2. People Search Skills
Twitter search also allows you to catch up on tweets from your favorite people. On Twitter, a person's username on the service appears with the @ symbol in front of it. It's usually more effective to search for someone using a Twitter handle than using the person's actual name (sometimes those two items are conveniently the same, however).
Twitter's people search lets you search for tweets from a person, to a person, or referencing a person. When you use the search bars in the advanced search feature, you don't need to put the @ sign in front of the person's name.
A Tweet "to" a person will be accounted for if someone mentioned that person's name as the very first word of their message. A mere "reference" means the name could appear anywhere in the tweet.
Here are some shortcuts if you want to get similar functions from people search from the main Twitter search bar.
Type: @lancearmstrong. Twitter will search for: tweets referencing Lance Armstrong Twitter handle.
Type: from:lancearmstrong. Twitter will search for: tweets from Lance Armstrong.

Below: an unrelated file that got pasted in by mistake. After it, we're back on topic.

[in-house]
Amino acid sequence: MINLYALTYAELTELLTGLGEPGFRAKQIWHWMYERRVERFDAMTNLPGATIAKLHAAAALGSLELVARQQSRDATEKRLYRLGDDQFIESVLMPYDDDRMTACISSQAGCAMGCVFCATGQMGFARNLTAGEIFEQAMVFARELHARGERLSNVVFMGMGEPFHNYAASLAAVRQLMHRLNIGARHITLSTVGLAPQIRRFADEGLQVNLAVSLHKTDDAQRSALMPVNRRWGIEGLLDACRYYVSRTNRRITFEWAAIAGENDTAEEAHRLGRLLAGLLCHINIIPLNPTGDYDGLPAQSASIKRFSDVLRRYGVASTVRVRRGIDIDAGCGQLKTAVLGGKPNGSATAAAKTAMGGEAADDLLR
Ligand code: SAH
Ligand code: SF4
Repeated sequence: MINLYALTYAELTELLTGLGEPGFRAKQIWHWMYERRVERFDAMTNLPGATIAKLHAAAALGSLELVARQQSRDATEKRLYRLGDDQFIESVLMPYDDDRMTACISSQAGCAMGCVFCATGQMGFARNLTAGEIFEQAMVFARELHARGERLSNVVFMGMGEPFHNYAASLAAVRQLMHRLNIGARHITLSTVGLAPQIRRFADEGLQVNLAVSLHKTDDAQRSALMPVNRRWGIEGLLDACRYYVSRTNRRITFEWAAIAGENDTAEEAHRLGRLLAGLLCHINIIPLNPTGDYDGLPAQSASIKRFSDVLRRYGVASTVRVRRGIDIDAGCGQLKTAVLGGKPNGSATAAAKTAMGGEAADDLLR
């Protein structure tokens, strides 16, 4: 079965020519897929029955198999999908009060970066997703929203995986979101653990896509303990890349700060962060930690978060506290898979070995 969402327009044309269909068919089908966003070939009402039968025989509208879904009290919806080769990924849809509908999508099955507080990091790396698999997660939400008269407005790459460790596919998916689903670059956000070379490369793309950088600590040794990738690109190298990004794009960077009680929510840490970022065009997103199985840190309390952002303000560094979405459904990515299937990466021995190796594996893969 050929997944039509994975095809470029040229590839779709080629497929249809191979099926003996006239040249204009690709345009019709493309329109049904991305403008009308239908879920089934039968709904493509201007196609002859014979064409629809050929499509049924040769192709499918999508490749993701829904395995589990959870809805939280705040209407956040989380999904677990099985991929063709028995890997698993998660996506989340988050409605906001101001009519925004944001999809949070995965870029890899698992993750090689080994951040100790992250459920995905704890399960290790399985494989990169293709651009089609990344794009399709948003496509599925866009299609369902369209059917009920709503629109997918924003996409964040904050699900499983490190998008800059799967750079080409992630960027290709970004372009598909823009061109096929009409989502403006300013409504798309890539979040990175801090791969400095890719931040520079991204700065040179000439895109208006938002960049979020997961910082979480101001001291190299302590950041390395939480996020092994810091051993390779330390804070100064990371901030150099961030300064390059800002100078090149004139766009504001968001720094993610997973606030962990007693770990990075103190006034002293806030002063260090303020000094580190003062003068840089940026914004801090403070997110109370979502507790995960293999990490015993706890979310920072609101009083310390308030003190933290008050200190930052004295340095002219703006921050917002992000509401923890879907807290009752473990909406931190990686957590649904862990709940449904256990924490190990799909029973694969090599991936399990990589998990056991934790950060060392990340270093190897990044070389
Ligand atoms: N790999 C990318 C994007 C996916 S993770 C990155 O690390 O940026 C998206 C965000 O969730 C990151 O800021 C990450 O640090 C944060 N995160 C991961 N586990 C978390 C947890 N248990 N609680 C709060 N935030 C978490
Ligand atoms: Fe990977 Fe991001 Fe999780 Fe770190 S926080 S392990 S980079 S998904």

Type: to:lancearmstrong. Twitter will search for: all tweets directed at LanceArmstrong (messages that put his name at the front of the tweet).
3. Zero in on a Location (Places)
The Twitter audience is global, so sometimes it's helpful to know who tweeted a certain topic in your geographic area. You can type in a location such as "Boston" and then search as far away as a thousand miles or as close as one mile. This information is gleaned from the geographic information that people feed into their Twitter profiles.
Shortcut location search
Want to see what's happening from local area Twitter users?
Type: "giants game" near "San Francisco." Twitter will search for: people in the San Francisco area who are tweeting about the Giants game.
Type: near:Boston within:10 miles. Twitter will search for: all tweets done within 10 miles of Boston.